Sean McCarthy is president of SEEK Medical Consulting. Prior to starting his own company, McCarthy held several management positions in corporate America, including area sales manager, director of sales, director of strategic marketing and director of strategic business unit. During his sales management career, McCarthy interviewed in excess of 150 potential hires.
Recently, I had the opportunity to ask McCarthy the following question: “What is the best advice you can give someone who has been unsuccessful in obtaining a sales position?"
McCarthy didn’t hesitate. “You should come in prepared to show how your past success will translate to the future. Ask the interviewer what qualities he or she is looking for in the position, and then show the interviewer why you have those qualities. Finally, close and get agreement that you are the right person.”
McCarthy’s answer demonstrates four selling skills that all sales managers want to see in someone they interview:
1. “Come prepared to show how your past successes would translate to the future.” Every sales manager wants salespeople to be prepared when they meet with a customer.
In the sales arena, thorough knowledge of your products’ features and benefits demonstrates your level of preparedness. Knowing those features and benefits enables a salesperson to persuade customers to purchase the product.
In an interview, the product features are your past successes. The product benefits are how your past successes will translate into helping increase future sales for your prospective employer.
The best way to demonstrate your personal product features is through examples and stories. It is important that you prepare 30-to-45 second short stories or examples as evidence of your past successes. Think of these stories as your features.
The second part of your preparation will be to determine how your past successes will benefit your prospective employer’s future sales success. Think of these as your benefits. By practicing your personal features and benefits, you will convey a high level of self-confidence during the interview.
2. “Ask the interviewer what qualities he or she is looking for in the position.” Your ability to ask questions during the interview will demonstrate to the sales manager your ability to probe and uncover the needs of a potential customer. One of the most common mistakes job candidates and salespeople make is to simply regurgitate several features and benefits of their product.
The best job candidates and salespeople take the time to ask questions in order to determine the needs of the interviewer or customer. Just like a customer, every interviewer has unique needs. It is your job to uncover those needs and supply the appropriate personal features (short success stories) and corresponding benefits (how those successes will translate into future sales for the sales manager’s company).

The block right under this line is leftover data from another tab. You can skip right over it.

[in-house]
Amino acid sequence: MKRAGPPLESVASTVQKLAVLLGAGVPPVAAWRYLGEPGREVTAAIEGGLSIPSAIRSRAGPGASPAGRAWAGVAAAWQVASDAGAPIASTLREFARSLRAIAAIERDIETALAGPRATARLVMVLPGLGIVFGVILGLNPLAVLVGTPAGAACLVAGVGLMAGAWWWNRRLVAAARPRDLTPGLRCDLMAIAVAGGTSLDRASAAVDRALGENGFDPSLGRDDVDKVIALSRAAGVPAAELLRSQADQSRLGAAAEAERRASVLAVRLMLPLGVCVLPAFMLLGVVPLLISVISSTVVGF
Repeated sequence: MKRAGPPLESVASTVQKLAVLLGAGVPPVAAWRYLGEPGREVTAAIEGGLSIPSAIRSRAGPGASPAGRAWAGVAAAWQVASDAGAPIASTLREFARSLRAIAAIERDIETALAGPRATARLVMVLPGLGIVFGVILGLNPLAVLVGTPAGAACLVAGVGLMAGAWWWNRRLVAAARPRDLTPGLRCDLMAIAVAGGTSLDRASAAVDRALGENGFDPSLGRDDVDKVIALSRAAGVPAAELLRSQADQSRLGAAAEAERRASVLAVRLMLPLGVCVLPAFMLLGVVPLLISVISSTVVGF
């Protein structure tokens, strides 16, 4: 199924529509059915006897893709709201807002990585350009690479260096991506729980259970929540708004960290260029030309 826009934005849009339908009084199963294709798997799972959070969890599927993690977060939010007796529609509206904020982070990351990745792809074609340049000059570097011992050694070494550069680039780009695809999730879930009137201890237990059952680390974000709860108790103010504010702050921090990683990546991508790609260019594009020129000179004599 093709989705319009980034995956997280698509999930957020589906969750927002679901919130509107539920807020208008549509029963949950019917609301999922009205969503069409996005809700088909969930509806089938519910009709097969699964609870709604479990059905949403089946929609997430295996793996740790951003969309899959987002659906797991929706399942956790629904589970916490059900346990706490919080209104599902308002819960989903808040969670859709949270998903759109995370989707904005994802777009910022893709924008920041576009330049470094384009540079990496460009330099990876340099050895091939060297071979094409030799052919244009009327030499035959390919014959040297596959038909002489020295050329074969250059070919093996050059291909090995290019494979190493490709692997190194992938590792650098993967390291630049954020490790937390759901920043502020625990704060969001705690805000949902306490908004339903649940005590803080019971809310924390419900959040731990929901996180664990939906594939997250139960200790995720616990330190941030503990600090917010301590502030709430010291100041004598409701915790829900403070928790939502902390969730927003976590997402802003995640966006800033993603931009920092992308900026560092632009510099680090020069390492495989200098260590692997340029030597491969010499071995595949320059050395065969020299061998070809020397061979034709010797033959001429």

3. “Show why you have those qualities.” This demonstrates two key selling skills:
• Listening after you ask a question
• Providing appropriate personal features and benefits
When an interviewer says he or she is looking for three qualities in a new hire, you have an opportunity to show that you are listening and understand those needs. For each quality mentioned, you have the opportunity to use your short stories or examples to provide proof that you have the qualities that the interviewer is looking for. You have now demonstrated to the sales manager your ability to listen by providing an appropriate feature and benefit to answer his or her needs.
4. “Close and get agreement that you are the right person.” This is the part of the interview where the sales manager determines if you have the confidence to ask for the order. Many job seekers forget this step, consciously or unconsciously, because they don’t want to hear the answer, they don’t want to appear pushy or they underestimate its importance.
Typically, if you have done a good job of probing, listening and supplying the appropriate personal features and benefits to answer the needs of the interviewer, he or she will preempt your close and let you know the next step in the interviewing process.
However, in those situations where the interviewer appears non-committal or indifferent, asking for the job will force the interviewer to let you know how enthusiastic he or she is about offering you a position. Lack of enthusiasm on the part of the interviewer will provide you another opportunity to probe, listen and uncover objections or concerns in order to provide an appropriate short story or clarify something you said earlier in the interview.
Once you have answered all the interviewer’s concerns, it will seem very natural to get an agreement that you are the right person for the job. If you walk away from the interview without answering all the interviewer’s concerns, you probably will not have a second opportunity to do so. For this reason, asking for the job is an important step in an interview.
McCarthy offers excellent advice on acquiring a sales position. Enhance your chance to receive a job offer by following his four tips:
1. Prepare to explain how your past successes will translate to future success.
2. Probe to find out what qualities are necessary for success in the sales position.
3. Listen and supply proof that you have those qualities.
4. Close and get agreement that you are the right person for the position.
Content Source: http://www.thedailyrecruiter.com/the-daily-recruiter-blog/four-selling-skills-that-will-get-you-a-job.html